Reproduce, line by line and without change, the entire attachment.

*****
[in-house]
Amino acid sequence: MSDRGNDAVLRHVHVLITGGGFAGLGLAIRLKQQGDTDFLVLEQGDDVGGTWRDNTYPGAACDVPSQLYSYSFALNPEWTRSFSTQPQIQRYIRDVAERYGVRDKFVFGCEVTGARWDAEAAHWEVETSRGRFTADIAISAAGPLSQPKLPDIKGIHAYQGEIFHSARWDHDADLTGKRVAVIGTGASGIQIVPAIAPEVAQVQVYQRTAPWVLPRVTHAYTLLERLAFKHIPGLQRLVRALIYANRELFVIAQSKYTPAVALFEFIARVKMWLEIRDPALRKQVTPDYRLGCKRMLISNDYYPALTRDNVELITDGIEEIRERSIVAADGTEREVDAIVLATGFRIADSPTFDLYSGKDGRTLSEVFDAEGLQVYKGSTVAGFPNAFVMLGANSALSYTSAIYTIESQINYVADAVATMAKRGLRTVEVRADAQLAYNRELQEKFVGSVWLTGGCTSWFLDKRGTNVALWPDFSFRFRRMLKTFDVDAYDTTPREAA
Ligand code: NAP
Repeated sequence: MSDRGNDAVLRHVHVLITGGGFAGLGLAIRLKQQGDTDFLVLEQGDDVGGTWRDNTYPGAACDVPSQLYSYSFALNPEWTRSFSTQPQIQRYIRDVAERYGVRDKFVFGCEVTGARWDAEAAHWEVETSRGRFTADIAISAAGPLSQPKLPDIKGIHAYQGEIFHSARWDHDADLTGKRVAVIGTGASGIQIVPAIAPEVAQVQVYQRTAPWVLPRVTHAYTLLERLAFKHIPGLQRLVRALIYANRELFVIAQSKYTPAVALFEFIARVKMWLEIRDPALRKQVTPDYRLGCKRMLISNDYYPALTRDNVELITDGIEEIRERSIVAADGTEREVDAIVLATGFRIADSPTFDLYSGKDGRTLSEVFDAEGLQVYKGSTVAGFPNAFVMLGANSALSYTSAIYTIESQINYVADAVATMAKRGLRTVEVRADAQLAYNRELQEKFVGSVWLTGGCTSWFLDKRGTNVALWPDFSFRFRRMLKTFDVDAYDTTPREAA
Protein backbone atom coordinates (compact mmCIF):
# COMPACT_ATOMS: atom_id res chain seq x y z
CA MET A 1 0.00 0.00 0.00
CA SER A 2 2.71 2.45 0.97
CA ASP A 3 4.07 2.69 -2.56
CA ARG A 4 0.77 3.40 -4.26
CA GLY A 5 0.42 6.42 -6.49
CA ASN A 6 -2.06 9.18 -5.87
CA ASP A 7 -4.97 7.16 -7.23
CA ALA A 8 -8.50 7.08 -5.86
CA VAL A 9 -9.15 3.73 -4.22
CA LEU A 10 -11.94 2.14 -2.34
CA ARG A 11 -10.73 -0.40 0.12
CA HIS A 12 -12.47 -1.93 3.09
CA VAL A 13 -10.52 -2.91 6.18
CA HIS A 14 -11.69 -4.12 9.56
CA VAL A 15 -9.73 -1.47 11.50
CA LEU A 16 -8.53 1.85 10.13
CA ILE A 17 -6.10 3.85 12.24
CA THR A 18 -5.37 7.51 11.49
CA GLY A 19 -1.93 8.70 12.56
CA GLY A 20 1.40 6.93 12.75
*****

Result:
[in-house]
Amino acid sequence: MSDRGNDAVLRHVHVLITGGGFAGLGLAIRLKQQGDTDFLVLEQGDDVGGTWRDNTYPGAACDVPSQLYSYSFALNPEWTRSFSTQPQIQRYIRDVAERYGVRDKFVFGCEVTGARWDAEAAHWEVETSRGRFTADIAISAAGPLSQPKLPDIKGIHAYQGEIFHSARWDHDADLTGKRVAVIGTGASGIQIVPAIAPEVAQVQVYQRTAPWVLPRVTHAYTLLERLAFKHIPGLQRLVRALIYANRELFVIAQSKYTPAVALFEFIARVKMWLEIRDPALRKQVTPDYRLGCKRMLISNDYYPALTRDNVELITDGIEEIRERSIVAADGTEREVDAIVLATGFRIADSPTFDLYSGKDGRTLSEVFDAEGLQVYKGSTVAGFPNAFVMLGANSALSYTSAIYTIESQINYVADAVATMAKRGLRTVEVRADAQLAYNRELQEKFVGSVWLTGGCTSWFLDKRGTNVALWPDFSFRFRRMLKTFDVDAYDTTPREAA
Ligand code: NAP
Repeated sequence: MSDRGNDAVLRHVHVLITGGGFAGLGLAIRLKQQGDTDFLVLEQGDDVGGTWRDNTYPGAACDVPSQLYSYSFALNPEWTRSFSTQPQIQRYIRDVAERYGVRDKFVFGCEVTGARWDAEAAHWEVETSRGRFTADIAISAAGPLSQPKLPDIKGIHAYQGEIFHSARWDHDADLTGKRVAVIGTGASGIQIVPAIAPEVAQVQVYQRTAPWVLPRVTHAYTLLERLAFKHIPGLQRLVRALIYANRELFVIAQSKYTPAVALFEFIARVKMWLEIRDPALRKQVTPDYRLGCKRMLISNDYYPALTRDNVELITDGIEEIRERSIVAADGTEREVDAIVLATGFRIADSPTFDLYSGKDGRTLSEVFDAEGLQVYKGSTVAGFPNAFVMLGANSALSYTSAIYTIESQINYVADAVATMAKRGLRTVEVRADAQLAYNRELQEKFVGSVWLTGGCTSWFLDKRGTNVALWPDFSFRFRRMLKTFDVDAYDTTPREAA
Protein backbone atom coordinates (compact mmCIF):
# COMPACT_ATOMS: atom_id res chain seq x y z
CA MET A 1 0.00 0.00 0.00
CA SER A 2 2.71 2.45 0.97
CA ASP A 3 4.07 2.69 -2.56
CA ARG A 4 0.77 3.40 -4.26
CA GLY A 5 0.42 6.42 -6.49
CA ASN A 6 -2.06 9.18 -5.87
CA ASP A 7 -4.97 7.16 -7.23
CA ALA A 8 -8.50 7.08 -5.86
CA VAL A 9 -9.15 3.73 -4.22
CA LEU A 10 -11.94 2.14 -2.34
CA ARG A 11 -10.73 -0.40 0.12
CA HIS A 12 -12.47 -1.93 3.09
CA VAL A 13 -10.52 -2.91 6.18
CA HIS A 14 -11.69 -4.12 9.56
CA VAL A 15 -9.73 -1.47 11.50
CA LEU A 16 -8.53 1.85 10.13
CA ILE A 17 -6.10 3.85 12.24
CA THR A 18 -5.37 7.51 11.49
CA GLY A 19 -1.93 8.70 12.56
CA GLY A 20 1.40 6.93 12.75